When Fever Strikes – All You Need To Know About Baby Fever

Fevers can be worrisome for parents of infants and toddlers especially when they are first-time parents. The thing about fever is that you can never tell if it is dangerous or not and this is precisely what makes fevers scary for many parents.

Did you know?Lynn Smitherman, M.D., Assistant Professor of Paediatrics has said,  “Fever is not an illness but a sign that the immune system is fighting off an infection.”

Considering this, if a kid has a fever, it is an indication of a good immune system. When viruses or bacteria attack the body, white blood cells produce interleukin to fight them off. The production of interleukin hormone results in a rise in body temperature. The increased body temperature or heat helps in killing the germs attacking the kid’s body.

Causes of Fever

Before we dwell upon the causes, it is essential to understand and remember that fever by itself is not an illness. It is usually a sign or a symptom of another problem. There can be many causes of fever in babies.

Some of the most common causes can be:

Infections: The most common cause of fevers is infections. Fever is the body’s natural defence mechanism against infections.

Vaccinations: A baby might get a fever within 12 hours of getting an injection. This fever is an indication that the vaccine is working. The body produces new antibodies after immunisation. The production of new antibodies is what causes fever post vaccination.

Overdressing: The newborns take a little while to adjust to the temperature in the outside world. Hence it is recommended to dress them in such a way that it keeps them warm. For this, at times, mothers end up overdressing the baby which results in a rise in body temperature.

Teething: When a baby starts teething, the body temperature rises slightly. It stays around 100°F during the teething period. 

When to be concerned?

Before ringing the panic bell, it is essential to understand what is considered a fever. A general notion is that anything above 98.6°F is a fever, but it is not. Body temperature fluctuates throughout the day, and in babies, this fluctuation can have larger variations compared to adults. In healthy babies, a high temperature is not considered fever until it crosses 100.3°F.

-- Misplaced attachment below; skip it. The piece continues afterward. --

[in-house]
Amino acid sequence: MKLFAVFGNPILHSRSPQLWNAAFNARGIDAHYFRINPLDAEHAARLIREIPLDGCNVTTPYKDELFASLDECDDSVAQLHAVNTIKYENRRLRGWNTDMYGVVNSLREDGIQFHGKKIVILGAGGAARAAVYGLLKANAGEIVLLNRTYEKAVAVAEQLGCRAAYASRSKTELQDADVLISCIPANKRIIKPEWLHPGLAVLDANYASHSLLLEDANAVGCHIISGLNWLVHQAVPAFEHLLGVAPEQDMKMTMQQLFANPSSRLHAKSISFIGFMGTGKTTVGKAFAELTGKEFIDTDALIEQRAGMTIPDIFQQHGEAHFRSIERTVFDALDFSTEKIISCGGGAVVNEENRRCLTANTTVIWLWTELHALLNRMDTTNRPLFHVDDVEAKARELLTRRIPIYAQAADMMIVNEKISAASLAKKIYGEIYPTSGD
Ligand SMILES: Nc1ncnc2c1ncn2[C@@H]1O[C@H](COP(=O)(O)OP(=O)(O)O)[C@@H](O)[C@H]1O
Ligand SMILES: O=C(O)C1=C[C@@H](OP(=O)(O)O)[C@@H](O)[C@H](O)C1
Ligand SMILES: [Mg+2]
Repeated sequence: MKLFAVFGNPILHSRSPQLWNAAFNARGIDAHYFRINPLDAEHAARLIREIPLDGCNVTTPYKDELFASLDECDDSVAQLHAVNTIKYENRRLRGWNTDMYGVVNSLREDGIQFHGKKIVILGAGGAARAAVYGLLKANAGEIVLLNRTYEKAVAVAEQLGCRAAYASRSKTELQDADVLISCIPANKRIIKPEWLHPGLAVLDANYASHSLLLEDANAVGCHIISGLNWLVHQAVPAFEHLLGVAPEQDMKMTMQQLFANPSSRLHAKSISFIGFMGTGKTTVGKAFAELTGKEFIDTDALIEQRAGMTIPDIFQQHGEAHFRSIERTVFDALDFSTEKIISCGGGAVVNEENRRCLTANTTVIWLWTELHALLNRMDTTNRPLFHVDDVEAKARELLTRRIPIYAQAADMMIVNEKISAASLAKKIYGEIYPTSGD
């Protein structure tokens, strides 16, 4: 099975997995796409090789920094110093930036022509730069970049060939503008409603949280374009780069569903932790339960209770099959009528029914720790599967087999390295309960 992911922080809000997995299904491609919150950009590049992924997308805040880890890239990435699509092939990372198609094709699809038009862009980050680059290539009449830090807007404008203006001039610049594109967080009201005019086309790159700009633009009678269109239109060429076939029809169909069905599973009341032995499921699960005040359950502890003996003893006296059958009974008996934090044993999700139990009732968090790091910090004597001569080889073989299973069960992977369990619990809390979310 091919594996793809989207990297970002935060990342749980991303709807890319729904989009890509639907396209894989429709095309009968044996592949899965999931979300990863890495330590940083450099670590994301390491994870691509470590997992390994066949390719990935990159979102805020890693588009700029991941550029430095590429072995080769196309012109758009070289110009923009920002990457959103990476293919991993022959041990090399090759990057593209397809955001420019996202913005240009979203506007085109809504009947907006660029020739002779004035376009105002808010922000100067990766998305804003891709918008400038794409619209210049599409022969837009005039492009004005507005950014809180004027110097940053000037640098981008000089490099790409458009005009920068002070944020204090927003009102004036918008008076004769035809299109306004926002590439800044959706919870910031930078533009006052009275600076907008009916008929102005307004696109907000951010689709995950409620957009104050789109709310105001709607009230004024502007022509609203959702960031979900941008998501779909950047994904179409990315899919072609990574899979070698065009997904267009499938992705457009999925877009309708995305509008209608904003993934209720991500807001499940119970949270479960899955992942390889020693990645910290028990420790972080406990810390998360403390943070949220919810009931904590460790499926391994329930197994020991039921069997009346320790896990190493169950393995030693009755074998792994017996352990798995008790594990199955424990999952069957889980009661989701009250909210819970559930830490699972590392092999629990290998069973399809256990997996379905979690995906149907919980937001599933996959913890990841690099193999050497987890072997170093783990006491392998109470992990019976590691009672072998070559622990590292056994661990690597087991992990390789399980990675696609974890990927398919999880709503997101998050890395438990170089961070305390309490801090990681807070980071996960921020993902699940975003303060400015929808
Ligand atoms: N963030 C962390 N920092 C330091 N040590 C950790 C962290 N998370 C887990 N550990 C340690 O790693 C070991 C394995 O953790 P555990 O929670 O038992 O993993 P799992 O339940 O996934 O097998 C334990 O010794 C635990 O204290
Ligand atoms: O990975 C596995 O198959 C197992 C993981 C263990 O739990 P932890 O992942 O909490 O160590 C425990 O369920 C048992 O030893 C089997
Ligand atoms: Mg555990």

For babies under 12 months, you need to keep the following numbers in mind:

Under 3 months: A temperature over 100.3°F in babies under three months need immediate attention. However, if this temperature is because of a vaccine, you don’t need to worry.

3 to 12 months: A temperature over 102.2°F in babies from three to twelve months requires immediate evaluation. The high temperature or the fever might not be considered as an illness, but it can be an indication of an underlying infection or disease.

A timely check and intervention of a paediatric can help in getting rid of the illness or infection at the first stage. You need not to worry even with high temperature if your baby is eating well, is active and is not looking pale. 

How to care for your baby during a fever?

As we have mentioned above – not all fevers are dangerous or need treatment. If the child feels cranky and uncomfortable due to the fever then you might follow the below remedies:

Medicines: Infants under 2 months old should not be given any medication without their paediatrician’s recommendation. Infants over 2 months can be administered with a prescribed medicine as per the dosage recommended by the paediatric. For kids below 10 years, the dosage has to be as per the paediatrician’s recommendation. Medication during high temperature only helps in keeping control over the body temperature.

Home remedies: Make sure that the baby is dressed in light clothing during high temperature. Don’t cover the kid with sheets or blankets. This will only make the temperature rise further. Bathe the baby with lukewarm water or give sponge bath – these are temporary remedies to lower the body temperature.